As the children experience the traits of the different life they find, I notice that they have collected data, compiled beliefs and examined theories, each time storing this new knowledge to use as a reference for the next bug encounter.

A natural tendency to sort and classify data unfolds. If you don't watch closely, their keen ability to file and store this new found data could go unnoticed. I am not even convinced that they know they do it. It's second nature as they play with and explore topics of interest.

The interwoven thoughts and understanding that each child shares only serves as an additional resource through which the children collect and investigate their ways of thinking. As they explore they openly share ideas, think out loud and contribute to the bank of thought acting as a member of a community of learners.

1pic2Through this process new thinking is developed, old thinking is debunked or confirmed. Children are in a state of flexibility, welcoming new ways of thinking new perspectives and letting go of old ways of thinking. Play and exploration provoke such an open-mindedness that allows new learning to plant seeds that grow over time into concrete learning that stays with the child into adulthood.

This process is all the more valuable when we allow natural curiosity to be the spark, catalyst, and conduit for learning.

This organic process can not be planned or recreated artificially because the true seed is born out of authentic interest. This deep connection to the experience is born the moment the child or children seek it out and fill the space where curiosity lives in their soul.1pic3

No paper bug project will grow this seed, it will only serve as a disconnection from the real thing. No plastic bug will water this seed, it will only serve as an experience once removed from the real thing thus pulling them further from the experience. No adult providing facts will shine light on this seed, it will only serve as a damper on the flame of their innermost urges to discover, explore, examine, think, hypothesize, conclude, question, test, re-think and repeat.

Keeping the Seed of Inquiry Alive

  1. Allow time, space, and permission for play.
  2. Do not hijack play. ( http://playempowers.blogspot.com/2017/04/hijacking-play.html) 
  3. Allow learning to unfold at the pace of the individual child.
  4. Only enter when invited or needed.
  5. Welcome ideas and processes of learning that may not feel comfortable or look like your own.
  6. Provide materials to support children as they deepen their understanding and question their thinking.
  7. Support, don't solve. Support the children through the process of solving their own problems do not solve their problems for them. Forgoing the process robs them of the opportunity to learn from it.
  8. Be present, engaged, and live in the spirit of inquiry in your daily work with children.
  9. Allow repeated exposure without rushing the child to the next phase, allow the timeline to be theirs.
  10. Accept all ideas as valuable.

Reprinted with permission:
Reid, Kisha. “A Seed Of Inquiry.” Play Empowers, 1 June 2017, playempowers.blogspot.com/2017/06/a-seed-of-inquiry.html.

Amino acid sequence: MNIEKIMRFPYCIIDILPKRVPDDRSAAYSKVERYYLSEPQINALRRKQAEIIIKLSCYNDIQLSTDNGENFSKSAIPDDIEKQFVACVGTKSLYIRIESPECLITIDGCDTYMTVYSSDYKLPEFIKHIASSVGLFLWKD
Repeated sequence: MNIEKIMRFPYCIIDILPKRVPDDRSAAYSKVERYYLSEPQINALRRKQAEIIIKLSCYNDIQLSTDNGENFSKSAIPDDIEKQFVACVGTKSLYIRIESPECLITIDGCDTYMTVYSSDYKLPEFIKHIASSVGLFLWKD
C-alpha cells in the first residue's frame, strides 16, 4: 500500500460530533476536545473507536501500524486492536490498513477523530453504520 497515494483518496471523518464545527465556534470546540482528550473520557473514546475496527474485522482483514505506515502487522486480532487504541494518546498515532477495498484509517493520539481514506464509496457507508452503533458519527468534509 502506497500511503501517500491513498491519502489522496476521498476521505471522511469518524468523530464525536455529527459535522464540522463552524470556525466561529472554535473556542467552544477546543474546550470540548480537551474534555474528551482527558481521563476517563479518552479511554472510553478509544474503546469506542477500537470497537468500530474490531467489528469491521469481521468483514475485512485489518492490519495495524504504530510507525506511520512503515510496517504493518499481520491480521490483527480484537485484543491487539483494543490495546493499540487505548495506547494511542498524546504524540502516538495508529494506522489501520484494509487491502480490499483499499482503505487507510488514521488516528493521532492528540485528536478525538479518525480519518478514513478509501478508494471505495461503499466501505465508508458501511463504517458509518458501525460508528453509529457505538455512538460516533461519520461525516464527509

It is doubtful that anyone would deny that parenting is hard work. When parents and caregivers are busy working, paying bills, keeping food on the table and managing a household, keeping track of developmental milestones in our young children can be challenging.

The hard work of parenting comes with immeasurable rewards as our young children grow, learn and become unique individuals full of personality. We know children develop skills and reach milestones at their own pace and thrive naturally when given the proper support, but how can we be sure our children are developing in a healthy way and reaching important developmental milestones?

During the most precious stage of early brain development, parents and caregivers can ensure children are reaching those milestones through regular developmental screening. Parents and caregivers can gain a clear understanding of a child’s strengths, what to look forward to in their development, and what support services a child might need in order to ensure healthy development and school readiness.

The Ages & Stages Questionnaire® (ASQ) is a highly researched, valid and reliable tool for parents and caregivers to get a snapshot of a child’s development in communication, gross motor, fine motor, problem solving and personal-social skills. The ASQ takes about 10-15 minutes to fill out and can be administered at any time from birth to age 5 ½ years. Based on responses, results will help determine if a child’s developmental progress is on time and/or alert parents and caregivers to any potential concerns that can be shared with the child’s health care provider.

Developmental screening can help parents and caregivers:

  • Learn more about their child’s growth and development
  • Learn about their child’s strengths
  • Address any questions or concerns about behavior, growth and development
  • Identify if there are any areas of development that need more support
  • Get connected with local resources for children and families

4-C is pleased to offer free and confidential ASQ developmental screening for all children birth to 5 1/2 years old residing in Columbia, Dane, Dodge, Green, Jefferson, Rock, Sauk and Walworth counties.

The ASQ can be filled out by parents or primary caregivers online or paper versions of the ASQ can be requested from 4-C at any time by email, phone or mail to:

4-C Early Intervention Specialist
5 Odana Court Madison, WI 53719
608-271-9181 x7029
asq@4-C.org

We encourage you to take 10–15 minutes to check in with the Ages & Stages Questionnaire®. The sooner a developmental delay or special need is addressed, the better long-term success can be expected for a child’s overall well-being.

Page 1 of 5